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Police asked to prosecute webpage admins for lèse majesté over Saturday’s protest

Thai political activist Srisuwan Janya lodged a complaint with the Technology Crime Suppression Division (TCSD) police this morning (Monday), seeking legal action against administrators of the “Youth & Direct Democracy TH” Facebook page for posting images of Thai protesters in a German town, allegedly containing messages deemed to insult and intimidate the Thai monarchy.

He also asked the TCSD to consider prosecuting 45 other individuals who, he alleged, had shared the content on social media.

Mr. Srisuwan, secretary-general of the Thai Constitution Protection Association, said today that the Thai protesters in Germany, some of them living in exile to escape lèse majesté prosecutions in Thailand, staged the rally on Saturday in Kirn, Germany, to coincide with the protests in Thailand, organized by the Free Youth movement and its allies, who had originally planned to march to the Grand Palace.

Blocked by a large police presence and a barricade of shipping containers and razor wire, the protesters were forced to change their plan and head to the residence of Prime Minister Prayut Chan-o-cha, inside the First Infantry Regiment camp on Vibhavadi Rangsit road.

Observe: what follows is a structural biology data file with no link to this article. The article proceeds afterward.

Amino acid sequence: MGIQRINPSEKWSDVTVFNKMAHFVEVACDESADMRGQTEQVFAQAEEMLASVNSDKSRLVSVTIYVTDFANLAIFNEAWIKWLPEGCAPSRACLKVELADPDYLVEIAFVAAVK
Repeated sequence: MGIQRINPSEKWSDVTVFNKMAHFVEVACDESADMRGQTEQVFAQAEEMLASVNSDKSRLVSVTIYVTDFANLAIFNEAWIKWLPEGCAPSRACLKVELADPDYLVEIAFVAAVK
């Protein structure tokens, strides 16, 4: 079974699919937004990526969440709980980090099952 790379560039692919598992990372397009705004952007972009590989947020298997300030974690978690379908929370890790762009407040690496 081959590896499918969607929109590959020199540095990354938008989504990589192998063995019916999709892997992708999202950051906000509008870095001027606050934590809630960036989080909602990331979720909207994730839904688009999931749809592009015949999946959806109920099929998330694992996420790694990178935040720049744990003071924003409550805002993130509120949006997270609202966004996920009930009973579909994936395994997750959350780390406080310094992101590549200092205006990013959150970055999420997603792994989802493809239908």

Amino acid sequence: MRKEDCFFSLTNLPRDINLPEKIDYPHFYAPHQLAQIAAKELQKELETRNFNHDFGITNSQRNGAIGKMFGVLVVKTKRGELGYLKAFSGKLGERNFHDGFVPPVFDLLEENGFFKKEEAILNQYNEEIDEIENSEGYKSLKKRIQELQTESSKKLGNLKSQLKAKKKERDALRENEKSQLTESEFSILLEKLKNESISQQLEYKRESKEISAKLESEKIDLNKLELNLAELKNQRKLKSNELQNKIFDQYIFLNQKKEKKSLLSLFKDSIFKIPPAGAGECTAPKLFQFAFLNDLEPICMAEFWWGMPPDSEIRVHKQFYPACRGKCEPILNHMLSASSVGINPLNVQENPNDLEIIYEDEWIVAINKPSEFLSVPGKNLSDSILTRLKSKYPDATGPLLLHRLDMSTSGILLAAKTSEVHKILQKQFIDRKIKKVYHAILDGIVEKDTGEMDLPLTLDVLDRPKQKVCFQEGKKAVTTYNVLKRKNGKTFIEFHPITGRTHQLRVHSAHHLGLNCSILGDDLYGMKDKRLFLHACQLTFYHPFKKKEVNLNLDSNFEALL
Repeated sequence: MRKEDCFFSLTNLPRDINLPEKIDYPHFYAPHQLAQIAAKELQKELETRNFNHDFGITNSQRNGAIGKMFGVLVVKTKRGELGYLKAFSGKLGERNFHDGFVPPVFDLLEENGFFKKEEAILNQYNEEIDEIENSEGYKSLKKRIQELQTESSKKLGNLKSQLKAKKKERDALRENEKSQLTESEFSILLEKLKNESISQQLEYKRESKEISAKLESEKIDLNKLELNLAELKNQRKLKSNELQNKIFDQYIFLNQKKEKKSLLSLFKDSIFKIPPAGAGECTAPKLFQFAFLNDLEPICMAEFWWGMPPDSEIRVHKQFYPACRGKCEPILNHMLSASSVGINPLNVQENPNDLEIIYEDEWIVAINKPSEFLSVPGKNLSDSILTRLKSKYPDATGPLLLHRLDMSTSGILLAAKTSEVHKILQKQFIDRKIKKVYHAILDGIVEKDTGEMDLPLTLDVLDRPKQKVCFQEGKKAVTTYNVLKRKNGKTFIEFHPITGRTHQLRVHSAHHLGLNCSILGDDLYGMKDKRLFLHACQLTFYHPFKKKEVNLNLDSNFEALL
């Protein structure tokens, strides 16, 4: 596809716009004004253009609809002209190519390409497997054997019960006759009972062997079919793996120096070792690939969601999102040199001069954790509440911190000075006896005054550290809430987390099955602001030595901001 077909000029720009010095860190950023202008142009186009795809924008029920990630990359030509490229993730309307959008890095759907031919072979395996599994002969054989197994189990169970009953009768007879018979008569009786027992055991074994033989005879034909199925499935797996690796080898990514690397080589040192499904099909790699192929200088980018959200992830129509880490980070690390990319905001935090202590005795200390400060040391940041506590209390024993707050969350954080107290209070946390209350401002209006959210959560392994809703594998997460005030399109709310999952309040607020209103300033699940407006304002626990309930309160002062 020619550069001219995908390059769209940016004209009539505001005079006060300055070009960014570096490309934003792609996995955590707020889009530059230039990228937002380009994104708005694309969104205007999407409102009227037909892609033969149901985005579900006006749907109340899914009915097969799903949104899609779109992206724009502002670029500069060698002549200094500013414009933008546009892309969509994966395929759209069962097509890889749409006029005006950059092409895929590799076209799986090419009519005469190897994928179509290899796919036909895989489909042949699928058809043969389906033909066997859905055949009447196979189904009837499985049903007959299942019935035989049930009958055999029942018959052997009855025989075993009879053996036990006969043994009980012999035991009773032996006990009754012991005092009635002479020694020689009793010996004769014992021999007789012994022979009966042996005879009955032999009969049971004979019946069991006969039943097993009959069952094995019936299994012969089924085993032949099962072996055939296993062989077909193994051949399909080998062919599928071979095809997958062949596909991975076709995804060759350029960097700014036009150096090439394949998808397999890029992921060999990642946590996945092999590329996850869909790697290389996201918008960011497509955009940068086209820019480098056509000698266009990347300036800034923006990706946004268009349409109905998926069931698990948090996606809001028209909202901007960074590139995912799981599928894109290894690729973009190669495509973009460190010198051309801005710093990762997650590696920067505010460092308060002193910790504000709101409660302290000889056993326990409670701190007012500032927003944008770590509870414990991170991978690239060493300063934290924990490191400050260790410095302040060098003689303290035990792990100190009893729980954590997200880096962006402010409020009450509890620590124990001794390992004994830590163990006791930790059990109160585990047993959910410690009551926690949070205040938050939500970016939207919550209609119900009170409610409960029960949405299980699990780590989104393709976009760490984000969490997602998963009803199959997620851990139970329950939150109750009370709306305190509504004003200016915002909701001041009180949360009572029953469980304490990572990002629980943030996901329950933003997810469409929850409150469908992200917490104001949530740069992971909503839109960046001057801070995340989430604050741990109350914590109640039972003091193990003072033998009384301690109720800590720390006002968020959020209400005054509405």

Again, the protesters were blocked, resulting in clashes between police and protesters, forcing the police to resort to teargas and rubber bullets to disperse them.

The solo activist said that he had a list of the names of people he alleges have committed lèse majesté for submission to the TCSD police.

Mr. Srisuwan also submitted a petition to the National Human Rights Commission today (Monday), to rule on whether the Saturday’s protest at Din Daeng intersection was peaceful, creative and without arms, as claimed by the Free Youth movement and its supporters.

He said that, before the protest on Saturday, the Free Youth movement sent a letter to the NHRC asking the commission to send officials to observe the protest, which the movement claimed to be peaceful and in line with the principle of free expression.

The NHRC assigned commissioners Preeda Kongpaen, Asst Prof Suchart Setthamalinee, Sayamon Kaiyurawong and Wasant Paileeklee and some officials to observe the protest.

Mr. Srisuwan said that the protest erupted into violent clashes between the police and protesters, adding he wants the commission’s ruling to be used as a basis to take action against the movement, in accordance with the computer crime law.

Source: Thai Public Broadcasting Service (Thai PBS)

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